When an officer told Mr. [Robert] Stolarik [the photographer] to stop taking pictures of a girl being arrested, he identified himself as a Times journalist and continued taking pictures. Another officer grabbed his camera and slammed it into his face, Mr. Stolarik said at the time. As he asked for their badge numbers, the officers took his cameras and pulled him to the ground.
At the time, the Police Department said in a statement that officers had given “numerous lawful orders” for both the crowd and Mr. Stolarik to move back, but that he tried to push forward and “inadvertently” struck an officer in the face with his camera. The police said that Mr. Stolarik “violently resisted being handcuffed,” leading to a second officer being cut on the hand.
The charges against Mr. Stolarik, 44, were dismissed. He declined to comment on Monday.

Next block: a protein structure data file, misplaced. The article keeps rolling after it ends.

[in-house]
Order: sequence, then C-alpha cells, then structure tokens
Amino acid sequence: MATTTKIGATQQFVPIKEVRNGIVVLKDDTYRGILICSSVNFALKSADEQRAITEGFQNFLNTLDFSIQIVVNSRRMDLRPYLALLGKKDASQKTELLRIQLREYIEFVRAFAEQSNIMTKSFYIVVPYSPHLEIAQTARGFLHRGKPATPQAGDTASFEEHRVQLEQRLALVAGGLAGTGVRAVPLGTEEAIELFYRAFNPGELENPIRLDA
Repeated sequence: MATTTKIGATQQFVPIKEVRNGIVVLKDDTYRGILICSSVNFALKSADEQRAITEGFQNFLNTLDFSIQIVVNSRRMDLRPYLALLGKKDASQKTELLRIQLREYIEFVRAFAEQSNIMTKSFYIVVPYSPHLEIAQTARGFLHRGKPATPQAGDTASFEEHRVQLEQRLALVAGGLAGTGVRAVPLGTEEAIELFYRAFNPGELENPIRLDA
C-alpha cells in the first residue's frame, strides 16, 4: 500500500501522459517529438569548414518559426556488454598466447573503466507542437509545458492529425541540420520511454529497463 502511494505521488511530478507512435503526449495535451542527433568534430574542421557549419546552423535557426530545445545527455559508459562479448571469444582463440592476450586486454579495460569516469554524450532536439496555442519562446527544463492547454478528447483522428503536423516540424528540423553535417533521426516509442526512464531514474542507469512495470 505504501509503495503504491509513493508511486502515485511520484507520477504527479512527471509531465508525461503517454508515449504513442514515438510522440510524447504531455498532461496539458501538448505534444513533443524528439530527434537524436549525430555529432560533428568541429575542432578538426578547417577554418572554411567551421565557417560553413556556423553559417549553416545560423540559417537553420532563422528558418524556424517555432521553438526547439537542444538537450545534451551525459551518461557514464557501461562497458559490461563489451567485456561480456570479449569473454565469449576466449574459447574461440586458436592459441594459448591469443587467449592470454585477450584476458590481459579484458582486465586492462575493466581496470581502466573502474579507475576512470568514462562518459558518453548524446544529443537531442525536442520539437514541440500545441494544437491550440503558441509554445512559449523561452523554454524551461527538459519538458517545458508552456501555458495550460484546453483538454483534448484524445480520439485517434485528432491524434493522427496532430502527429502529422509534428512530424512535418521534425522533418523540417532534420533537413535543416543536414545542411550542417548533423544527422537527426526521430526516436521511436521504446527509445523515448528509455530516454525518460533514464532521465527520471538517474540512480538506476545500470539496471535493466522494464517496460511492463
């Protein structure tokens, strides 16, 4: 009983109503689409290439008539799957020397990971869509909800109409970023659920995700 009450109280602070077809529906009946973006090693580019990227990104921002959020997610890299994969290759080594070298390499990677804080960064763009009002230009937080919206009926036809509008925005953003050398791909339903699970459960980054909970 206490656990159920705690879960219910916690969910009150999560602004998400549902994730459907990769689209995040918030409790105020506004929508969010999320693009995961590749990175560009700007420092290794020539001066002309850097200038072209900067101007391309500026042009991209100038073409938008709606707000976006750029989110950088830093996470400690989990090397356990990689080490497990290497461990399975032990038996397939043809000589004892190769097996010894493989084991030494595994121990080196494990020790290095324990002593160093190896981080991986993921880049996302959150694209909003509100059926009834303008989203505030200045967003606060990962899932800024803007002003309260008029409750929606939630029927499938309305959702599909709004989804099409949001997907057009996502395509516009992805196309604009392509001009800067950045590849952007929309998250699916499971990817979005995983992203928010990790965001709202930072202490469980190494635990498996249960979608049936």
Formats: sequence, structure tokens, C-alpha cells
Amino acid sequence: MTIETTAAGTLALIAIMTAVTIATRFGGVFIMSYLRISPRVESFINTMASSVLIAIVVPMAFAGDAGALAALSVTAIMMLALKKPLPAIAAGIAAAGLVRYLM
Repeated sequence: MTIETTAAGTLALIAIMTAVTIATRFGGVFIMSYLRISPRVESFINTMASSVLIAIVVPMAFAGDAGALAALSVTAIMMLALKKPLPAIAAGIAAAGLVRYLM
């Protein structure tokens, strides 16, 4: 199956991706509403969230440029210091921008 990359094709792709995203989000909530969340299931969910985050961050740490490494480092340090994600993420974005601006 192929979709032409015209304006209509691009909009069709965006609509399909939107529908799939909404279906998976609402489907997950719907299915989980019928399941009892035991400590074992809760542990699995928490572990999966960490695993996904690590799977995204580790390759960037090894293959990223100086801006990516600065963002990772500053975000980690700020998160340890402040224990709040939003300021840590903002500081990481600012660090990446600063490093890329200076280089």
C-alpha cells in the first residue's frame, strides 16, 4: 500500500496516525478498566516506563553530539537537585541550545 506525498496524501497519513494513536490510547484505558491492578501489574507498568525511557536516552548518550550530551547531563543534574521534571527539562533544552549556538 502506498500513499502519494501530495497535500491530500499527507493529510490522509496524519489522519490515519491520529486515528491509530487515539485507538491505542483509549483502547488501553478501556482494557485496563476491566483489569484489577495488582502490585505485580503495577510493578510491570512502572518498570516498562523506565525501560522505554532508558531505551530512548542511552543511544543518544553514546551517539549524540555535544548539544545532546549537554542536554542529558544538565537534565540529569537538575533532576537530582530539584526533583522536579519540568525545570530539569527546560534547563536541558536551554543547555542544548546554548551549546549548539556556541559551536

The arresting officer, Michael Ackermann was charged with multiple counts of filing a false report and official misconduct; he could face seven years in jail if convicted on the most serious count. He has yet to lose his job even as he’s been formally charged. The officer claimed the photographer was interfering by using his flash, but the Bronx DA found no flash was used and that the photographer's camera wasn't even equipped with flash at the time.
A Times spokesperson told the Times that the Times continues to be “troubled” by the fact that the photographer was arrested in the first place. The Times can be troubled, but it shouldn’t be surprised. This is case is the third time the NYPD has interfered with the photography work of Stolarik alone (something not mentioned by the Times. Carlos Miller’s Photography is Not a Crime has chronicled the police’s war on photographers nationwide and you can read more Reason about the war on photography here.